Last month I was invited to bring my camera and curiosity over to Currahee Brewing Company to hangout as they mashed-in this season’s Kawi Coffee Milk Stout. I was interested in seeing their set-up and getting to know their brewmaster, Taylor Yates.

Taylor got his start in the brewing industry in Georgia. He had been brewing at home for awhile when a friend asked if he was interested in brewing on a professional level. He accepted and learned all about the red-tape of a start-up as they opened Georgia’s first nanobrewery, Burnt Hickory Brewing in Kennesaw. From there he headed to Moon River Brewing in Savannah, GA where he was instrumental in their change from English yeast strains to American yeast strains allowing them to make some of the great American pales and IPAs.  Lucky for us here in western NC, the state of Georgia couldn’t keep him.

My visit started at the top of the brewing process. We started talking about the beer and the  brewery while the mash tank was filling with hot water. Taylor is very passionate about what he does and is so full of knowledge that I almost couldn’t keep up! The first thing I noticed was something on the side of the tank that looked like a massive sight glass. It’s called a lauter grant. It allows you to see the runnings of what is being brewed. It started out full of water. Then the malts were added and it started clouding up. When the coffee was added it slowly started to darken and slowly I began to see the color of the Kawi itself. So cool. I love learning new stuff. Of all the breweries I have visited, this was my first time seeing one of these devices. Why doesn’t everyone have one!!??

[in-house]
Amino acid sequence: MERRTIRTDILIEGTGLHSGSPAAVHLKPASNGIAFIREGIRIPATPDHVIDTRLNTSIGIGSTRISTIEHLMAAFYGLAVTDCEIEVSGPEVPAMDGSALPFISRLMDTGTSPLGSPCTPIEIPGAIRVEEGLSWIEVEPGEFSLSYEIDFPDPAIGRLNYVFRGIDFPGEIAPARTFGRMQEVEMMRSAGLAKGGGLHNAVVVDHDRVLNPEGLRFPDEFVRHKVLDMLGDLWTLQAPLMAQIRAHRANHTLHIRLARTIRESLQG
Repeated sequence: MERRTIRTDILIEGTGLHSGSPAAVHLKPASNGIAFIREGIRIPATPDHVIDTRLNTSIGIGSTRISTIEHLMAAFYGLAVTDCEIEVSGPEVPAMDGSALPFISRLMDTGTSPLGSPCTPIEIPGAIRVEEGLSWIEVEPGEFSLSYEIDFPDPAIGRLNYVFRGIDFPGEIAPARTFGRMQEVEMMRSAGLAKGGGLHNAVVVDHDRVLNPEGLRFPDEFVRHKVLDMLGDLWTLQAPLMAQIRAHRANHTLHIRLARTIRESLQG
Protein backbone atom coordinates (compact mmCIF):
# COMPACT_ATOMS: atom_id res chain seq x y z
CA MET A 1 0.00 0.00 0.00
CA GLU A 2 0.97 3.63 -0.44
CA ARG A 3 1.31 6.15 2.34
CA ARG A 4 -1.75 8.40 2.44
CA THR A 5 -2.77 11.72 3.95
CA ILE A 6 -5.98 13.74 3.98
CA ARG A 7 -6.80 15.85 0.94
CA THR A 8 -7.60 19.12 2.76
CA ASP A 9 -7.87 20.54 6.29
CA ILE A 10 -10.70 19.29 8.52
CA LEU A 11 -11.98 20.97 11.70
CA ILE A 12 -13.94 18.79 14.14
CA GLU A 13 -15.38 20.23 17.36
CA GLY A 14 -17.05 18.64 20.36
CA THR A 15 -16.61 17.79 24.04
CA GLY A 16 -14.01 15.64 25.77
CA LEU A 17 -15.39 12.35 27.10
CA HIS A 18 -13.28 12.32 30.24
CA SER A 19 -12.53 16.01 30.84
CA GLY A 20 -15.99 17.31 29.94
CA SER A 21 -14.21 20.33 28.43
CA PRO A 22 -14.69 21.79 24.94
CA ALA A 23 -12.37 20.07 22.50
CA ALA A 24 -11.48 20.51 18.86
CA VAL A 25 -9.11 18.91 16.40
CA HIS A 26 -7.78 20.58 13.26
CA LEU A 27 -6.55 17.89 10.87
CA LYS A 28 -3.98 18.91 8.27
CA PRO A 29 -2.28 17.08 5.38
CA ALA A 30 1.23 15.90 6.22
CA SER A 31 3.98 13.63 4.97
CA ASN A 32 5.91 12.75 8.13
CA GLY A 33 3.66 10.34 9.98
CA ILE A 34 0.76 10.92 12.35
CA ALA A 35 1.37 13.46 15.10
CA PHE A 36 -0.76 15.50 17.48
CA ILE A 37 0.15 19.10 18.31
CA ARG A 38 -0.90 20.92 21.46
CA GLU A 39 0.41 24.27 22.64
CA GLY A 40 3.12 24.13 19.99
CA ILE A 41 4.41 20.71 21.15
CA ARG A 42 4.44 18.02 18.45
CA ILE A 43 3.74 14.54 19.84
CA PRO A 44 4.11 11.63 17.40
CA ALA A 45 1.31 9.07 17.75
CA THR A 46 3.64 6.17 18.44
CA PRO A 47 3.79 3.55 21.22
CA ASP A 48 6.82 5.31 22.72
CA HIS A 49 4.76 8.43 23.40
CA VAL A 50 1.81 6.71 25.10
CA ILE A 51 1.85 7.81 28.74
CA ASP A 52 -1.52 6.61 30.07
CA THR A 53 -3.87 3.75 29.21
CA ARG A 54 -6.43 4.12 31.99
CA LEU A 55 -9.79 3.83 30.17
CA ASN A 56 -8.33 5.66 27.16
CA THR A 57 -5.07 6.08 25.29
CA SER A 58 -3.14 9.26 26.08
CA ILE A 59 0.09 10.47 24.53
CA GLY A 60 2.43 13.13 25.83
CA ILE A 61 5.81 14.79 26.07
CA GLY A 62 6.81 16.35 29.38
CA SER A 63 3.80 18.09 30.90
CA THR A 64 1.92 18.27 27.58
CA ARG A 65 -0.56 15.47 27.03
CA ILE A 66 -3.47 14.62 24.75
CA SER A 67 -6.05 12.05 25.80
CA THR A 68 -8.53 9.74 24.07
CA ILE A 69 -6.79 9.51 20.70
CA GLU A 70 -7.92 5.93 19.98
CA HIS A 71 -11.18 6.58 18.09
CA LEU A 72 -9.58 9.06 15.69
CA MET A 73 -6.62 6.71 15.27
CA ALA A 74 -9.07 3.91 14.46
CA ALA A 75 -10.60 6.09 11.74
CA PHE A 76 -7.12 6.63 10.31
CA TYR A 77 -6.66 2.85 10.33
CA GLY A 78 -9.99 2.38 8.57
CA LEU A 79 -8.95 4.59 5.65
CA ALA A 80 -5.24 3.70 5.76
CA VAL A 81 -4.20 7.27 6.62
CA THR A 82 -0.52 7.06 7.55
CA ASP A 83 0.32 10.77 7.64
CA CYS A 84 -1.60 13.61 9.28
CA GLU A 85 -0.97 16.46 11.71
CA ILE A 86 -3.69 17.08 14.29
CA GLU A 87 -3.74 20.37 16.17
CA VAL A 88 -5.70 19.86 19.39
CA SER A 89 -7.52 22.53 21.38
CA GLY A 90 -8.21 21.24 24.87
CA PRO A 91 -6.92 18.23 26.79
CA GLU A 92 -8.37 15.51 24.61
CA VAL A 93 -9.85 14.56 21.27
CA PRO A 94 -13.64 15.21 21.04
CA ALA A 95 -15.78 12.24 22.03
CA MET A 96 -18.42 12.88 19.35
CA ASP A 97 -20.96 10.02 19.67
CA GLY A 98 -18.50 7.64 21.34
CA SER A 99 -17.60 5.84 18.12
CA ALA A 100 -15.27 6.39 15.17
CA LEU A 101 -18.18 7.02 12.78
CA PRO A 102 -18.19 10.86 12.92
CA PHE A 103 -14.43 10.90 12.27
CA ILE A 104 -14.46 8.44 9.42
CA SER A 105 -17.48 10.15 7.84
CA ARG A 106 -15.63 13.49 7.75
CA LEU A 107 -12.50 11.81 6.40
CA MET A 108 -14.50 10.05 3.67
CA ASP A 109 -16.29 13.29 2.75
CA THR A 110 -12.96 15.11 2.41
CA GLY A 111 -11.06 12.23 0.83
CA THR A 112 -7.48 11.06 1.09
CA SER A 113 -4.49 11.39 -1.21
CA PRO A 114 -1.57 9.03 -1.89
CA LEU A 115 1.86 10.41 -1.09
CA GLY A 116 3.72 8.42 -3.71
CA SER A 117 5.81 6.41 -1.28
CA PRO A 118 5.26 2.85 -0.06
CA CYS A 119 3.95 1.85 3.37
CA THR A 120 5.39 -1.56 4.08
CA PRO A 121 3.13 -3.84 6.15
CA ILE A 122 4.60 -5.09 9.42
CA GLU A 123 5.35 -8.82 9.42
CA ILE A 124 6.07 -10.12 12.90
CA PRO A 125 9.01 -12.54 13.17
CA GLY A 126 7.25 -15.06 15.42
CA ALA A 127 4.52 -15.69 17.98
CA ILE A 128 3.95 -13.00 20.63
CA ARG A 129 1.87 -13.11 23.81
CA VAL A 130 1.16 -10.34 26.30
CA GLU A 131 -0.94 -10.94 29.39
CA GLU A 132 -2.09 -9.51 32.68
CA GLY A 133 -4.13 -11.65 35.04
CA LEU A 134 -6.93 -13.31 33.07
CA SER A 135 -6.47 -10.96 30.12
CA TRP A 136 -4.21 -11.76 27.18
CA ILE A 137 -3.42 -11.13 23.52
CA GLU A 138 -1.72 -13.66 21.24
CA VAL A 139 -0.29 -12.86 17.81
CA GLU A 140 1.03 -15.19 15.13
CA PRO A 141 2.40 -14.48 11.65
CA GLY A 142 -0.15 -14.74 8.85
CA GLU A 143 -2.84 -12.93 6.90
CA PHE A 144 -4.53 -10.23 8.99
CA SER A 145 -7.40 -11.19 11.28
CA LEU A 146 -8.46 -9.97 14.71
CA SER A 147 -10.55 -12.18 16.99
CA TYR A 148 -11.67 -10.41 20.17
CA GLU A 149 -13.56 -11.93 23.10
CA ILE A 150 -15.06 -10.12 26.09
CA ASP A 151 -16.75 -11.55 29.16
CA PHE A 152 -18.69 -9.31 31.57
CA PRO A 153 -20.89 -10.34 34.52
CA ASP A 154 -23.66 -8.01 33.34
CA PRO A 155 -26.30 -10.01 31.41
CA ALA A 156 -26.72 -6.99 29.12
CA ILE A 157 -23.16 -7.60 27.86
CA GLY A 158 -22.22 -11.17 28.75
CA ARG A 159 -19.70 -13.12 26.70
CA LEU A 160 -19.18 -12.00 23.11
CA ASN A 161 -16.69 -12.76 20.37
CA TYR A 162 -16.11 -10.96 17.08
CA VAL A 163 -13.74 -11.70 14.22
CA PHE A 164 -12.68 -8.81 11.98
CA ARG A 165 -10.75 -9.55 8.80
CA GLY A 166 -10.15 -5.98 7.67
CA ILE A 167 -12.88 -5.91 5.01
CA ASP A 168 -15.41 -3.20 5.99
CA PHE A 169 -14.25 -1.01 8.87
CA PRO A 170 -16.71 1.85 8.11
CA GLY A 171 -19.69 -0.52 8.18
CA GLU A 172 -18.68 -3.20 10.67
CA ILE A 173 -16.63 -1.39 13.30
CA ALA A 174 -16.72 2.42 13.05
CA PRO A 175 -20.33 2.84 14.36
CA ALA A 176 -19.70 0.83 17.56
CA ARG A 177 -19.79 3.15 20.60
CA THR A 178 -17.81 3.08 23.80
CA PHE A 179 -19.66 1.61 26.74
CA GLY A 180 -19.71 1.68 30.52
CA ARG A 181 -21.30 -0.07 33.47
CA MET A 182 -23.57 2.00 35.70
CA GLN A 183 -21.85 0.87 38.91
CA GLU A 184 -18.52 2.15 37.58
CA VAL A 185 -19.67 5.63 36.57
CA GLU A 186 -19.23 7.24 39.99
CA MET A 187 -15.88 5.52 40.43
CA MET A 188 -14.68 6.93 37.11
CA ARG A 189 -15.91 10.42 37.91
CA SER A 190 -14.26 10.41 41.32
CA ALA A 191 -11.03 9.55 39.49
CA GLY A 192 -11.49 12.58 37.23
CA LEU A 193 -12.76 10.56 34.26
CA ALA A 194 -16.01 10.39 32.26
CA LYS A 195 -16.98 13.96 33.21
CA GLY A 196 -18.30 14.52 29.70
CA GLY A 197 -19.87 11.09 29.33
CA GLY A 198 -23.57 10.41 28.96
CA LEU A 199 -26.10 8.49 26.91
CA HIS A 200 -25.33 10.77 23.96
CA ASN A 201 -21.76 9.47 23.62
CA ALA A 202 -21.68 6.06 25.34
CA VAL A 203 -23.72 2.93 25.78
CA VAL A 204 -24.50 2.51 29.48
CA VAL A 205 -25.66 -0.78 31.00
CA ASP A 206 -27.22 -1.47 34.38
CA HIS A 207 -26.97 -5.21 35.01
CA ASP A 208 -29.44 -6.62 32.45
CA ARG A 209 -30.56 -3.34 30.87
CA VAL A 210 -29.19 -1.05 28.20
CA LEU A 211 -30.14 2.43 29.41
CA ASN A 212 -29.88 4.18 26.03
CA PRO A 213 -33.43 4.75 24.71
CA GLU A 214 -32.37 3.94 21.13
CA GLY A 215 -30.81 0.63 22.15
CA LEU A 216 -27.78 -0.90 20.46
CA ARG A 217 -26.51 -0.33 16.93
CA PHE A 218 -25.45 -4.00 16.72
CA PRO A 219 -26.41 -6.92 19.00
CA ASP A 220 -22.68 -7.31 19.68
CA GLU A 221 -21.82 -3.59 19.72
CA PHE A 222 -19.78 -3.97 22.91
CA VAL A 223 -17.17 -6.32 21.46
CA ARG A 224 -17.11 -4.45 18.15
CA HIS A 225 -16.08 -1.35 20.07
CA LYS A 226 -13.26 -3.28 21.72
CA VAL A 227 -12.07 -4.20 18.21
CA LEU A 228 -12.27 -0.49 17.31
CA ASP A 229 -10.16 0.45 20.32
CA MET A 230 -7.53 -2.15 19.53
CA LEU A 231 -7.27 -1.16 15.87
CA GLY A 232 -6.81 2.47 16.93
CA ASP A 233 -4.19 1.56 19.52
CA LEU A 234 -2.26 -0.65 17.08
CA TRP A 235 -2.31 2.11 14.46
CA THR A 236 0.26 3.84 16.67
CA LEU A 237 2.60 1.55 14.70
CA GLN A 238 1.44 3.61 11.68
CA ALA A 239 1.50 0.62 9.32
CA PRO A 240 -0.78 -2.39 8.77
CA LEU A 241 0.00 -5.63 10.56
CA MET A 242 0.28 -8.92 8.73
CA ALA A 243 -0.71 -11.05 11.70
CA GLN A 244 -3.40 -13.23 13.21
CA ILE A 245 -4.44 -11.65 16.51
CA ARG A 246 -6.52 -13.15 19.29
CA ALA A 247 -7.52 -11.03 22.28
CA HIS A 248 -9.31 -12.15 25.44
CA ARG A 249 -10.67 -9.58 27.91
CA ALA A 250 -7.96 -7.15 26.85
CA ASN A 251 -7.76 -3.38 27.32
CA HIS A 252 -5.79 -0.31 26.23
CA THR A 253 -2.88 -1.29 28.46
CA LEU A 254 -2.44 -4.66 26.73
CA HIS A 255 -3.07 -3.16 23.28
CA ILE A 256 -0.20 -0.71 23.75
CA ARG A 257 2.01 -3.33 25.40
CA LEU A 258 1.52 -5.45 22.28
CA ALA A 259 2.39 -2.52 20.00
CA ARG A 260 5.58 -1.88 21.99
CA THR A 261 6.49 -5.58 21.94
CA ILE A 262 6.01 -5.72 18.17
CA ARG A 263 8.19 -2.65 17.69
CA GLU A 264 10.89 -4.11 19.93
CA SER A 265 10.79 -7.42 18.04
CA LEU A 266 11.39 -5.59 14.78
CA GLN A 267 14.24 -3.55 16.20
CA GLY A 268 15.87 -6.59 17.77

Currahee cares about the ingredients. They know where the coffee comes from. They mill their own malts.  Taylor spoke passionately about every detail of brewing beer. Aside from quality of ingredients, we talked about wood, barrels, and the aging process. He has a lot of plans for barrel-aged beers and has already made some really tasty ones. I’m excited to hear there will be more. The Cuvee that was bottled for Currahee’s one year anniversary was a blend of whiskey barrel-aged stout and a dark ale aged with wild yeast and Lactobacillus. Funky and wild yeasts are something else that gets Taylor excited. I was lucky enough to get to try a beer that was unlabeled and unnamed. It used funky yeast to imitate the tropical flavors of certain hop varietals. My first sip was heavenly and it was hard to convince my taste buds that there were no hops in the beer. I loved it. Microbes are so intriguing. I can’t wait to get my taste buds on some more of Taylor’s funky brewings.

Outside of the bottle, I have always loved Currahee’s logo. From a distance, a simple black and white design of an eagle, but take a closer look and you’ll see the mountain horizon and a river representing the beauty of the area they’re in. The word “currahee” is a Cherokee word meaning, “stand alone”. The name does more than just pay tribute to the Cherokee, it also honors the 506th Infantry Regiment, originally designated as the 506th Parachute Infantry Regiment (506th PIR) during World War II, a unit of the 101st Airborne Division. The unit was made famous by their role in Operation Overlord (D-Day), Operation Market Garden, the Battle of the Bulge, and many other campaigns throughout World War II, and the Vietnam War. Currahee is also a mountain located in Stephens County, Georgia, near Toccoa, and was the training site of the 506th PIR at Camp Toccoa. Currahee mountain became the motto and gave rise to the famous quote: “3 Miles Up, 3 Miles Down.” This quote gave way to the name of Currahee’s Berliner weisse, Three Mile.  The brewery name and the names of the beers aren’t just silly ideas, they stand for something……just like the guys behind the brewery.

Thanks, Taylor for opening up your space to me. I enjoyed the beers, the visit, and the company. And congrats! Shortly after my visit Currahee’s Kawi Milk Stout took home a bronze medal at the Great American Beer Festival!


Located in Franklin along a beautiful stretch of the Little Tennessee river, Currahee’s taproom and patio are the perfect place to enjoy a tasty North Carolina craft brew.